Gabon’s economy currently depends on oil revenues. The country is looking to diversify to a more sustainable economy. Thanks to Gabon’s rainforests and some of the world’s tallest mangrove forests, the country has removed roughly 1 billion tons of net CO2e from the atmosphere over the past decade. Gabon’s rainforest is part of the much larger Congo Basin rainforest, which extends into Cameroon, the Central African Republic, Democratic Republic of the Congo, Republic of the Congo, and Equatorial Guinea. This rainforest plays a crucial role in regulating rainfall across the African continent, a benefit that, if lost, could cause massive suffering for the Nile Delta’s 400m-and-growing population.
Gabon itself is richly forested, considered High Forest Low Deforestation (HFLD) with 88% forest cover, the second highest after Suriname. Gabon’s forests store high levels of carbon, and harbor exceptional biodiversity. They provide resources and livelihoods for rural populations and regulate rainfall. They serve as the “earth’s lungs,” absorbing carbon and mitigating climate change at the national, regional, and global scale. Thanks to strong government action implemented at national scale, many of the traditional drivers of deforestation, such as illegal logging, have been eliminated in Gabon.
Sunshine through the trees at Loango National Park in Gabon
The Government of Gabon has demonstrated strong leadership and action to protect its forests. Gabon’s government committed to the Paris Agreement and moved to reduce emissions and conserve its forest principally through three key national policies: its Sustainable Forestry Management law (2005); the creation of 3 million hectares of national parks; and a ban on raw timber exports. All its forests are either protected areas, managed production forests, or community lands, which its Forestry Ministry manages.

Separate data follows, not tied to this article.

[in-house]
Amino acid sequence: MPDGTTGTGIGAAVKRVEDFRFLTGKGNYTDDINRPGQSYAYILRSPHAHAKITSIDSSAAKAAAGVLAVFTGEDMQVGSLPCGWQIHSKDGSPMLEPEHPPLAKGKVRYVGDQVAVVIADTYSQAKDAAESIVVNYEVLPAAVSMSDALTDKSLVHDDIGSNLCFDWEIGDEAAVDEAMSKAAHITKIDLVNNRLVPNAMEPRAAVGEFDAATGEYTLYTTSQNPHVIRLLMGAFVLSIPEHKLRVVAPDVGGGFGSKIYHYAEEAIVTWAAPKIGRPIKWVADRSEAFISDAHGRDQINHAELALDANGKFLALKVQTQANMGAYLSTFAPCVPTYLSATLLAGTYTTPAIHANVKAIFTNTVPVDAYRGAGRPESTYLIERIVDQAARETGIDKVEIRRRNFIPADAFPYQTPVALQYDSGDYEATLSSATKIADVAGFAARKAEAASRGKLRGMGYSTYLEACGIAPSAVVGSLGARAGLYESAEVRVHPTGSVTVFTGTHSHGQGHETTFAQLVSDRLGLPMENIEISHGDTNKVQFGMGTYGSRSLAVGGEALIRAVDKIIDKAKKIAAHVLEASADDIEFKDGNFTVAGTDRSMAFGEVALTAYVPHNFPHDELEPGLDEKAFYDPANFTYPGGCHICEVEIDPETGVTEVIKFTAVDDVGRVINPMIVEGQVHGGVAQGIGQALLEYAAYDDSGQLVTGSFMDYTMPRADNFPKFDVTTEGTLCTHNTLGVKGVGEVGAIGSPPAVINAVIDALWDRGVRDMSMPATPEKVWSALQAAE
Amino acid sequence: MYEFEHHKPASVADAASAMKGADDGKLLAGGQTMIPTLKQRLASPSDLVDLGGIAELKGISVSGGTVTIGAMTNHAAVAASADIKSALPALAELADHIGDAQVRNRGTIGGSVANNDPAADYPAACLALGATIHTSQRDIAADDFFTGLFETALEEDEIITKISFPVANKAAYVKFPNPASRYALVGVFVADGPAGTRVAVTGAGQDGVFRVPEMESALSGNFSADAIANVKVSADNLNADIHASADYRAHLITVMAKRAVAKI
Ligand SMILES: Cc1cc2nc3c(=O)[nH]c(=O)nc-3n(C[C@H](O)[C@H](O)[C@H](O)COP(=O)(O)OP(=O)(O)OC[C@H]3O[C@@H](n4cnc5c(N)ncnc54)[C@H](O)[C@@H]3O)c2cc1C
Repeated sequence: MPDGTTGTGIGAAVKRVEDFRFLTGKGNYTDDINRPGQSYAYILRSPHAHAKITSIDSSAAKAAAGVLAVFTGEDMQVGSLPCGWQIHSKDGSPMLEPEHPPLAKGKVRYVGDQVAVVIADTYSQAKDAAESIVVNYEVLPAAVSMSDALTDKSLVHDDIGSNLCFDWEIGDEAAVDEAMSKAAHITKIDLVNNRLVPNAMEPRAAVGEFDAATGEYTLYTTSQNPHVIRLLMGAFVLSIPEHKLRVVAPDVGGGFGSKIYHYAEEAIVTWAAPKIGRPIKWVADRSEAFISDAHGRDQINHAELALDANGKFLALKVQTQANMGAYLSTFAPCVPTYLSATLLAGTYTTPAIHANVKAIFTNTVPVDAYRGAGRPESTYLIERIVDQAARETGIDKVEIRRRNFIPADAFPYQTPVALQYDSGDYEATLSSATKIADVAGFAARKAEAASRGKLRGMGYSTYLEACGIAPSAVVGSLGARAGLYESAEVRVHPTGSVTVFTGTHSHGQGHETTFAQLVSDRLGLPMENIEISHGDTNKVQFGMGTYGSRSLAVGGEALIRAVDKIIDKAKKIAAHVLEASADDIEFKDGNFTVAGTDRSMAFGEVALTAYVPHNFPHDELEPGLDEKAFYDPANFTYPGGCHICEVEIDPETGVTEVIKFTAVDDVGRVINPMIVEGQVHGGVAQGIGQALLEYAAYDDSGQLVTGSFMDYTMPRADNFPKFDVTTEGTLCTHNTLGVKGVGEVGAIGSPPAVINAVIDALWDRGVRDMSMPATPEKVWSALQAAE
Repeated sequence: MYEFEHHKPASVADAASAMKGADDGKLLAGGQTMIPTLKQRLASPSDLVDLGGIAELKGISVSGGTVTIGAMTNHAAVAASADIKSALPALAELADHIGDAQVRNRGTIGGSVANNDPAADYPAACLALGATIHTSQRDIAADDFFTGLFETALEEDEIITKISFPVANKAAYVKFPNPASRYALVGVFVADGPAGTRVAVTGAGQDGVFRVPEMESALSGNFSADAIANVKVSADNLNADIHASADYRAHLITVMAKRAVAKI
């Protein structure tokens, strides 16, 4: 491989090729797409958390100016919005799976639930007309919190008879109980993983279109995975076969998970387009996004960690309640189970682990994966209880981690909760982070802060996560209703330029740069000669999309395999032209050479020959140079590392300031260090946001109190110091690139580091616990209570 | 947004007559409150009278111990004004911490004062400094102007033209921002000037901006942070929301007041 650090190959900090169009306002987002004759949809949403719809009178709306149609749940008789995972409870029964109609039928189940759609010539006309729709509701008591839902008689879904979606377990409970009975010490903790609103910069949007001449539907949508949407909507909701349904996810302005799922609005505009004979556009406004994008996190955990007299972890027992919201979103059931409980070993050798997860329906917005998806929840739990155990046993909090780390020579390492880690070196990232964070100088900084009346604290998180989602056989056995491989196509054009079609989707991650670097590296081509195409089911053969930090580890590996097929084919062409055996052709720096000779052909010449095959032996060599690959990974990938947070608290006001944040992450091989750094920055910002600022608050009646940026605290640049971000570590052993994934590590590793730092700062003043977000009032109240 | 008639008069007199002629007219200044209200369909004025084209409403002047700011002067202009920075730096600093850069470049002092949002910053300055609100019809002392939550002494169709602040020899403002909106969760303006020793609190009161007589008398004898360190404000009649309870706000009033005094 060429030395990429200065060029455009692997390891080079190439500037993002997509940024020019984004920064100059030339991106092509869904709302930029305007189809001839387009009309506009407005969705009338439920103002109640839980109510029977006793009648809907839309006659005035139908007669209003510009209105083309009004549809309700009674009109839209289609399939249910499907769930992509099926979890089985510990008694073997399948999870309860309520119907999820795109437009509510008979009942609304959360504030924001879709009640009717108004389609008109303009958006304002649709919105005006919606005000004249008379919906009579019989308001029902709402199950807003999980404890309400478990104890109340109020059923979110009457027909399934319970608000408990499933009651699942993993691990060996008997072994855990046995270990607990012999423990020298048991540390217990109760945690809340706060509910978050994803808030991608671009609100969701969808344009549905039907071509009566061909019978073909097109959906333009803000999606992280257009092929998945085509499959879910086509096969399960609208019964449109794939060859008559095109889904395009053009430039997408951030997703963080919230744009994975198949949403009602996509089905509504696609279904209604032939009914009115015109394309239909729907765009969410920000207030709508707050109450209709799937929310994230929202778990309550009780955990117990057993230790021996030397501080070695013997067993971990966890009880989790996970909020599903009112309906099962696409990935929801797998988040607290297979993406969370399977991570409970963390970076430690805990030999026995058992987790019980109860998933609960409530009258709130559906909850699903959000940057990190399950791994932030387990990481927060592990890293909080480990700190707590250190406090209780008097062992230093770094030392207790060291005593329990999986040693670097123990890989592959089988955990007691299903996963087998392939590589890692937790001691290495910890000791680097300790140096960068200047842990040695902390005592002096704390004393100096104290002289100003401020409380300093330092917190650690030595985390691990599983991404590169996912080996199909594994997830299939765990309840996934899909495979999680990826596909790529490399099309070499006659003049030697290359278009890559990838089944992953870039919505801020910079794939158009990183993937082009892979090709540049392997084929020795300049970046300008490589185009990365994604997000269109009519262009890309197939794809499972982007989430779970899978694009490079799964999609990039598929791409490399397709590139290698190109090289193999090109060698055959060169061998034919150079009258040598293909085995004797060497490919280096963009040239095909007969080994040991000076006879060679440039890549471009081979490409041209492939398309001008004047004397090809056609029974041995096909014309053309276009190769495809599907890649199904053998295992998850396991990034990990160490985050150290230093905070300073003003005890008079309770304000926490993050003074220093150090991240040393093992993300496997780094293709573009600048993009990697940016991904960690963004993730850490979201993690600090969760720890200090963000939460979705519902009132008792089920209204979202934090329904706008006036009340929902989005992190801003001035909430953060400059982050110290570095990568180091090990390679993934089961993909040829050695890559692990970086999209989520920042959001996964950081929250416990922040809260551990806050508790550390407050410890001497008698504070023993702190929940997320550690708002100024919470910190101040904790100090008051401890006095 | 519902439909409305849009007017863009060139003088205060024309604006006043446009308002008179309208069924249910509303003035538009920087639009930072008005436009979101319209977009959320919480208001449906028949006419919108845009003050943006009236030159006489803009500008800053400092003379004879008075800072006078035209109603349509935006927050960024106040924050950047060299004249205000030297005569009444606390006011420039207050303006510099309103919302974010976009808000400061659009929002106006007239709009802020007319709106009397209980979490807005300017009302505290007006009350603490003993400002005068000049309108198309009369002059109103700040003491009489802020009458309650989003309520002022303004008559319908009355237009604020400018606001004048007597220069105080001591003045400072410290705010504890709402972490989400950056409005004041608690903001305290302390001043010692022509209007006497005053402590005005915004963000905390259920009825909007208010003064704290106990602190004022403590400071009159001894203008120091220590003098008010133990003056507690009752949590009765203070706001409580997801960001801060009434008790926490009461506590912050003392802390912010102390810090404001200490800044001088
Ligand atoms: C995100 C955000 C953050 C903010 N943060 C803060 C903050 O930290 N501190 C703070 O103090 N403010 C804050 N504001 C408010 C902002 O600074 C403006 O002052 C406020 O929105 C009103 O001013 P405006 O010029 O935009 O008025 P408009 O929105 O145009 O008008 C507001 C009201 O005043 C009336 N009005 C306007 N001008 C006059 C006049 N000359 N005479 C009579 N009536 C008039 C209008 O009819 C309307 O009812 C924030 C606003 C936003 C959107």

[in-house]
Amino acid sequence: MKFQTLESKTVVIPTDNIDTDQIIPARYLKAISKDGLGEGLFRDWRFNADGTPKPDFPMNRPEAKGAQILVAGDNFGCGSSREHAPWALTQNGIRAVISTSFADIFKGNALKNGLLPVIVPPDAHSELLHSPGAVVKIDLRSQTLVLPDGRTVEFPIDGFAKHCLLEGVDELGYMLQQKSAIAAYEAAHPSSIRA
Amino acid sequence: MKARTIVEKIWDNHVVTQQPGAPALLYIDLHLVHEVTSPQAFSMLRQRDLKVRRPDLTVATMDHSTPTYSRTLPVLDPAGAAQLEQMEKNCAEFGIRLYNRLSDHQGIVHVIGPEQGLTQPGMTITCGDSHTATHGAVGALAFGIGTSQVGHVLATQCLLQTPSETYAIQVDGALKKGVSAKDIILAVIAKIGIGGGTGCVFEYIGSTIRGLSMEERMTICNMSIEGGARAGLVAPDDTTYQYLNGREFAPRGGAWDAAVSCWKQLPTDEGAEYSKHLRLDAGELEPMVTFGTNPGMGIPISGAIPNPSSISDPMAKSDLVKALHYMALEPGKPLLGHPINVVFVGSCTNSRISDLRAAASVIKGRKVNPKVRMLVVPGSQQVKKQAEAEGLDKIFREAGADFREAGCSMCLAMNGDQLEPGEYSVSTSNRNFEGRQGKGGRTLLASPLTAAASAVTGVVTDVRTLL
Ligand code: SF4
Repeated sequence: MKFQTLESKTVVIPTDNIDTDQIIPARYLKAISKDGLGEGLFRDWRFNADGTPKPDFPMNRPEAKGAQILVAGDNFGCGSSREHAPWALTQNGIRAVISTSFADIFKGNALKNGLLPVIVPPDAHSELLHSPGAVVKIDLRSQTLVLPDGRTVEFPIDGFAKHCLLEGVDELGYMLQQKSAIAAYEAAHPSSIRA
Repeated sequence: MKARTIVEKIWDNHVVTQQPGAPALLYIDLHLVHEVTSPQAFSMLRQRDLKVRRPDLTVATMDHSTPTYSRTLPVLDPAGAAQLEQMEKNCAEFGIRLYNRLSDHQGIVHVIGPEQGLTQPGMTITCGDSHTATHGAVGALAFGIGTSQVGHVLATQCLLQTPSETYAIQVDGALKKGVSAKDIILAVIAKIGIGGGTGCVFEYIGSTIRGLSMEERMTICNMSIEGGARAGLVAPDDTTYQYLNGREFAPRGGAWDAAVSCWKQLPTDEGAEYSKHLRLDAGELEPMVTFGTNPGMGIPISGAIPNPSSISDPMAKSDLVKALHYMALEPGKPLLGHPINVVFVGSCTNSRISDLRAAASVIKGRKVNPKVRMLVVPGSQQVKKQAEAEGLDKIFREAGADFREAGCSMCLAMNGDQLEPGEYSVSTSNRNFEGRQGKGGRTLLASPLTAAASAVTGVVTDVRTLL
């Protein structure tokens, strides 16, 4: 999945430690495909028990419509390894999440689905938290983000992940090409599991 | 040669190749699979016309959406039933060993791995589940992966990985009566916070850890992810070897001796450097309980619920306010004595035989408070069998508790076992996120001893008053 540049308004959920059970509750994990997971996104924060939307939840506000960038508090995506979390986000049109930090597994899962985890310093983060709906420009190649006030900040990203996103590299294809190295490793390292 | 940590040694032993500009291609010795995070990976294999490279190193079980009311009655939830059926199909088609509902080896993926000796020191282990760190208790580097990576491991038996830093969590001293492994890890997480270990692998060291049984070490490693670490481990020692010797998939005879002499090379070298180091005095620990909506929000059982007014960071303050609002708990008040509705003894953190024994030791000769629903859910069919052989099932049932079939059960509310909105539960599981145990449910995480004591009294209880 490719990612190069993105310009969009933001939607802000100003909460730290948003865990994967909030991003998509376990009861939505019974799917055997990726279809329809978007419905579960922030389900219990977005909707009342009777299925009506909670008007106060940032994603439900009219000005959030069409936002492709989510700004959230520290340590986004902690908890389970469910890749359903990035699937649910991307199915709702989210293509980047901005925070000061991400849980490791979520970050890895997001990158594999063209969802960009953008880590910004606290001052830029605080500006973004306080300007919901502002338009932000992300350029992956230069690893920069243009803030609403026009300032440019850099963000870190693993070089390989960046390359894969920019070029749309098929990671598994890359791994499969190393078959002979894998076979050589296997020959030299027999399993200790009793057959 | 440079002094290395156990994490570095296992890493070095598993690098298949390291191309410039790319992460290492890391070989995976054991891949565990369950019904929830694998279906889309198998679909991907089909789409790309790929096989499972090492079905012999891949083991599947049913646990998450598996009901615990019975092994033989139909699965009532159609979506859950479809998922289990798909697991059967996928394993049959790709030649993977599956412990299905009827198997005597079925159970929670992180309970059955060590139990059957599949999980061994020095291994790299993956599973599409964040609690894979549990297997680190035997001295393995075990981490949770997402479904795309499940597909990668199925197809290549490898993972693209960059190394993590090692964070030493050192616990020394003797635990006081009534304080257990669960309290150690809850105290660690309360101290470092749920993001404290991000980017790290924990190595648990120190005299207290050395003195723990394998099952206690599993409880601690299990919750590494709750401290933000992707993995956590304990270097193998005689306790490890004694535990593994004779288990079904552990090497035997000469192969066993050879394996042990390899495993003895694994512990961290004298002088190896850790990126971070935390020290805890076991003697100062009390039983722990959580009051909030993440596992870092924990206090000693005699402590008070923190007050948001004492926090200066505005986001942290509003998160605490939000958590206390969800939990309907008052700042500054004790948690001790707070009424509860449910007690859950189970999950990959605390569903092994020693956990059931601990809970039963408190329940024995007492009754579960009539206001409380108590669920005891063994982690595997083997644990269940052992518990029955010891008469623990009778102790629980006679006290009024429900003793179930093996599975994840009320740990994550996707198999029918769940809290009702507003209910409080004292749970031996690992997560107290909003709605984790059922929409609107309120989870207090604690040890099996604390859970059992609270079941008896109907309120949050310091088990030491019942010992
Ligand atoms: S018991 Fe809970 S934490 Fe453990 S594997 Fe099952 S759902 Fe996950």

A Sustainable Timber Industry Creates Jobs
Lee White, Gabon’s Minister of Water, Forests, Sea, and Environment sees forest preservation as “almost a moral responsibility and a matter of national security.” Monetizing sovereign carbon credits can help Gabon transition to a more sustainable economy and provide jobs for its people.
And its sustainable timber industry is its fulcrum for job creation. Lee White underscores its importance for the future of the country, half of whose population is under the age of twenty as of 2022.
According to Gabon’s updated Nationally Determined Contribution (NDC), or Paris Agreement decarbonization pledge, by processing timber locally, contribution to the national economy will be multiplied ten-fold. Sustainable timber harvesting can create ten times more jobs, with the number of jobs rising from 30,000 to 300,000 by 2030. By supplementing timber production from natural forests through afforestation (planting more trees), and carbon positive plantations in savanna areas, the country could transform its timber industry from $1 billion to $10 billion per year, all the while securing the carbon sink through forest management and controlled land use. This job creation from sustainable forestry is part of Minister White’s plan to combat Gabon’s high unemployment rate, which runs 20% on average, and steeper still among the young.
African forest elephant grazing in the dense forest in Gabon at Loango National Park
Biodiversity and Species
Within its rainforests, Gabon harbors an immense amount of biodiversity. It was named Earth’s last Eden by National Geographic. Gabon boasts three quarters of the world’s remaining forest elephants; large populations of endangered chimpanzees and gorillas; and 21 primate species, including two unique to Gabon: the sun-tailed guenon and DuChaillu’s galago. Gabon’s trove of biodiversity also includes bongos; sitatungas; leopards; forest buffalo; forest duikers; three species of crocodiles; and the world’s biggest nesting populations of leatherback and olive ridley sea turtles.
A Stronghold for the African Forest Elephant
Biodiversity has increased, thanks to Gabon’s action to save its forests. One example is the African forest elephant (Loxodonta cyclotis), whose smaller bodies and straighter tusks are better adapted to moving through the woods than their non-forest relatives (L. Africana). The African Forest Elephant is IUCN Red-listed as endangered in Central Africa. Hunted principally for its ivory tusks, approximately one elephant is slaughtered every 15 minutes. Gabon has become a stronghold for these beasts, who play a crucial role in seed dispersal throughout the rainforest. Currently, about seventy-five percent of the world’s remaining forest elephants live within Gabon’s borders. Due to the large tracts of continuous forest and a concerted war on poachers waged by Gabon’s National Parks Agency, Gabon’s forest elephant population has risen from 60,000 to 95,000 during the reference period of its forest preservation.